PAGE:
From: David Clark (email@example.com)
Date: Sun Jan 23 2005 - 22:41:53 MST
----- Original Message -----
From: "Brian Atkins" <firstname.lastname@example.org>
Sent: Sunday, January 23, 2005 11:34 AM
Subject: Re: When does it pay to play (lottery)?
> David Clark wrote:
> > The chance that *any* implementation of AI will
> > *take off* in the near future is absolutely zero. We haven't the
> > clue exactly what it will take to make a human level AI, let alone an AI
> > capable of doing serious harm to the human race.
> Your two statements of certainty are in direct conflict with each other,
> so I don't see how you can hold both at the same time.
I fail to see the conflict.
> If on one hand you claim there is an absolutely zero chance, then you
> must know in extremely amazing detail with 100% certainty what it takes
> for "take off". Or conversely if you don't know with perfect knowledge
> what it takes for "take off" then how can you claim a zero chance.
If a person *absolutely* doesn't know how to do something, why wouldn't that
give them zero chance of accomplishing the goal? Are you saying that I
might just luck out and stumble upon the answer and therefore can't be 100%
certain of failure? Your logic escapes me. Can you imagine accidentally
making a car? A car is far more likely to be created by accident than an AI
would be. I might agree on the possibility of an accidental take off if
*any* AI project was even close to a human level, but sadly that is
definitely not the case.
> Of course the answer is that no one should be claiming a zero chance.
> And the other answer is that we need to continue gaining more knowledge.
> But because of the unknowns, gaining that knowledge should be done in as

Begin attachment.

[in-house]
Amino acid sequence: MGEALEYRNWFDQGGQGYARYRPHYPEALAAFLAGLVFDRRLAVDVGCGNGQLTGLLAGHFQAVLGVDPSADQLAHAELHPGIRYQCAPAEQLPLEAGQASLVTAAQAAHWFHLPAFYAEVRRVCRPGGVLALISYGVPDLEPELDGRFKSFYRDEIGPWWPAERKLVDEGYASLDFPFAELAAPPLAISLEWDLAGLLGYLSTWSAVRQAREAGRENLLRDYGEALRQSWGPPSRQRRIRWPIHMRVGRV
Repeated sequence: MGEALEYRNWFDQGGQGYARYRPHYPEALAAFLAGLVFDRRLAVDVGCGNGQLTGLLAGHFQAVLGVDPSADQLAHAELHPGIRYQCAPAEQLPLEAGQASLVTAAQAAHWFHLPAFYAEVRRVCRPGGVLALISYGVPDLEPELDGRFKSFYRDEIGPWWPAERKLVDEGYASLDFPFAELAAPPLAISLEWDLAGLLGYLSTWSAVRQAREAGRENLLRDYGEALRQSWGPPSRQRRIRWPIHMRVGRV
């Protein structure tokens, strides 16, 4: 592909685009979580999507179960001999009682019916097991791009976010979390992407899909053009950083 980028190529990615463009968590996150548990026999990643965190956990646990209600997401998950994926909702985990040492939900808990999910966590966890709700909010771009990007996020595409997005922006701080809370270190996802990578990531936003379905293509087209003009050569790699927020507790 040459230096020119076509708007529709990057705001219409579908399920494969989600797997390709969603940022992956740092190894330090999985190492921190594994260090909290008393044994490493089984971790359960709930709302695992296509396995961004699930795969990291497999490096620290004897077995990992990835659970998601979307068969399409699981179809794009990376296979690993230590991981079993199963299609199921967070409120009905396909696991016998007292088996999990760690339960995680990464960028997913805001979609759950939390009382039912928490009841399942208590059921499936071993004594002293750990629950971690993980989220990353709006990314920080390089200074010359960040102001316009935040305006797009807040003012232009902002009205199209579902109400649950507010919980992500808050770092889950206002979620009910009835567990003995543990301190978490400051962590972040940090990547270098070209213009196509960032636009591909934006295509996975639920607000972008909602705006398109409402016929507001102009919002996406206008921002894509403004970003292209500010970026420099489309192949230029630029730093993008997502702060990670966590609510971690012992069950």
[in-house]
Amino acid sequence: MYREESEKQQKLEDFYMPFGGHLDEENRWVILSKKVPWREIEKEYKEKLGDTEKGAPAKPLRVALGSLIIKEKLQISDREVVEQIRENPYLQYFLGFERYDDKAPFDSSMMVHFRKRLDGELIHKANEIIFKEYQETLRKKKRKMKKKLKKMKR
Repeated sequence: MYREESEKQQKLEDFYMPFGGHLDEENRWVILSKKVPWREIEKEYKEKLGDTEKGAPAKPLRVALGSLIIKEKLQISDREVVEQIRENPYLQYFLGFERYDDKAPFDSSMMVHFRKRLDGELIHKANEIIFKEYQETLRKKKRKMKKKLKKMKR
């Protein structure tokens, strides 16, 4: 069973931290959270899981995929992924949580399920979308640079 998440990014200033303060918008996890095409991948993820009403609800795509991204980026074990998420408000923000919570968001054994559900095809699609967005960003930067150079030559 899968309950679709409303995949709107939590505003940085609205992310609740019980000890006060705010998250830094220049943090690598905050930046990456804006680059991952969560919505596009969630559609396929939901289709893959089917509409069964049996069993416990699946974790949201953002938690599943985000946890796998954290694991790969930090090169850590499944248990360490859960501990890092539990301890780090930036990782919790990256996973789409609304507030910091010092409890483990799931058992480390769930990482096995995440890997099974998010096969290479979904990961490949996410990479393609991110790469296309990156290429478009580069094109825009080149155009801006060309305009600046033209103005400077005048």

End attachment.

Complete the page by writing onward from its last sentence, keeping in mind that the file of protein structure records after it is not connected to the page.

> safe a manner as possible.
Safety is something you will *absolutely* get if you never write any code.
I couldn't agree more with the need for more knowledge. I am only
disagreeing with the method for getting it. The only way I have ever found
to really know a software algorithm is to make a successful program of it.
I have been surprised many times by thinking a technique would work or be
fast enough, only to find out just how wrong I was.
> For some reason this reminds me of the worries at the time of the a-bomb
> that many of the physicists had about whether it would accidentally
> ignite the entire atmosphere. They didn't know at first what would
> happen, and most of them would not have told you that the possibility
> was "absolutely zero". In fact even after they ran some numbers on
> paper, they still weren't absolutely certain. But they did by that point
> have enough odds in their favor to proceed. But even at the end when it
> was tested they were still heard betting with each other on the outcome.
> There was never absolute certainty.
How is it any comparison. The people working on the A-bomb didn't just send
the first bomb over Hiroshima without any successful tests. They had many
years of very expensive and extensive tests that lead up to the ignition of
the first A-bomb. How does that compare with the effort at SIAI? I am not
putting down the effort made so far by the SIAI but please don't make
comparisons with the development of the A-bomb. Your group isn't close to
that development group by many orders of magnitude. Who knows what you
might be if the government of the USA spent the same amount of money through
the SIAI as was spent in developing the A-bomb?
> Brian Atkins
> Singularity Institute for Artificial Intelligence
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